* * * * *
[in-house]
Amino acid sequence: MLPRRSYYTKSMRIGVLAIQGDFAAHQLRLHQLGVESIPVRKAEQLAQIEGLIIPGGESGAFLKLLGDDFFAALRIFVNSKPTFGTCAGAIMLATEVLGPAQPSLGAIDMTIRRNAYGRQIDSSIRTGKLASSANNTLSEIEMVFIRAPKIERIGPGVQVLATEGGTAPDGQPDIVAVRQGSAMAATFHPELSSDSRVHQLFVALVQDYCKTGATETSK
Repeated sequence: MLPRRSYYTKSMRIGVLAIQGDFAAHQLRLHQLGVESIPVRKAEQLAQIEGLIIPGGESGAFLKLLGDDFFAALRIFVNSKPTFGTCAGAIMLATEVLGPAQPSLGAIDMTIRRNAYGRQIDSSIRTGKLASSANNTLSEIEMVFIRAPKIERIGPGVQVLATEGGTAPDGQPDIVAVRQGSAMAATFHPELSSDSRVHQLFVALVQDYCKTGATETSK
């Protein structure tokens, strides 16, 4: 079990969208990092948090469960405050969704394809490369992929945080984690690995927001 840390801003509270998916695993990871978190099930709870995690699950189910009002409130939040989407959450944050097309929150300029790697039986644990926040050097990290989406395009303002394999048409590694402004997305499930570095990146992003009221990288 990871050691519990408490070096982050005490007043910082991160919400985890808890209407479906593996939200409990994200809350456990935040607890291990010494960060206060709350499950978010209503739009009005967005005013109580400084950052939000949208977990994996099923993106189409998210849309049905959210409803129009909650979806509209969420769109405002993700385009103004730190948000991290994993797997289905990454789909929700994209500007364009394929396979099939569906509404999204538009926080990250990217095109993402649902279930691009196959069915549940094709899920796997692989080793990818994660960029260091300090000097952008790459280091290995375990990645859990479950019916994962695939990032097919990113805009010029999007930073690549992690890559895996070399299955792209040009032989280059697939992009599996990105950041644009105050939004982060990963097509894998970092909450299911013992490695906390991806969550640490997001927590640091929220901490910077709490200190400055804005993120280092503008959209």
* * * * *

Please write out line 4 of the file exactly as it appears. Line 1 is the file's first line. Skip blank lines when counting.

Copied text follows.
């Protein structure tokens, strides 16, 4: 079990969208990092948090469960405050969704394809490369992929945080984690690995927001 840390801003509270998916695993990871978190099930709870995690699950189910009002409130939040989407959450944050097309929150300029790697039986644990926040050097990290989406395009303002394999048409590694402004997305499930570095990146992003009221990288 990871050691519990408490070096982050005490007043910082991160919400985890808890209407479906593996939200409990994200809350456990935040607890291990010494960060206060709350499950978010209503739009009005967005005013109580400084950052939000949208977990994996099923993106189409998210849309049905959210409803129009909650979806509209969420769109405002993700385009103004730190948000991290994993797997289905990454789909929700994209500007364009394929396979099939569906509404999204538009926080990250990217095109993402649902279930691009196959069915549940094709899920796997692989080793990818994660960029260091300090000097952008790459280091290995375990990645859990479950019916994962695939990032097919990113805009010029999007930073690549992690890559895996070399299955792209040009032989280059697939992009599996990105950041644009105050939004982060990963097509894998970092909450299911013992490695906390991806969550640490997001927590640091929220901490910077709490200190400055804005993120280092503008959209």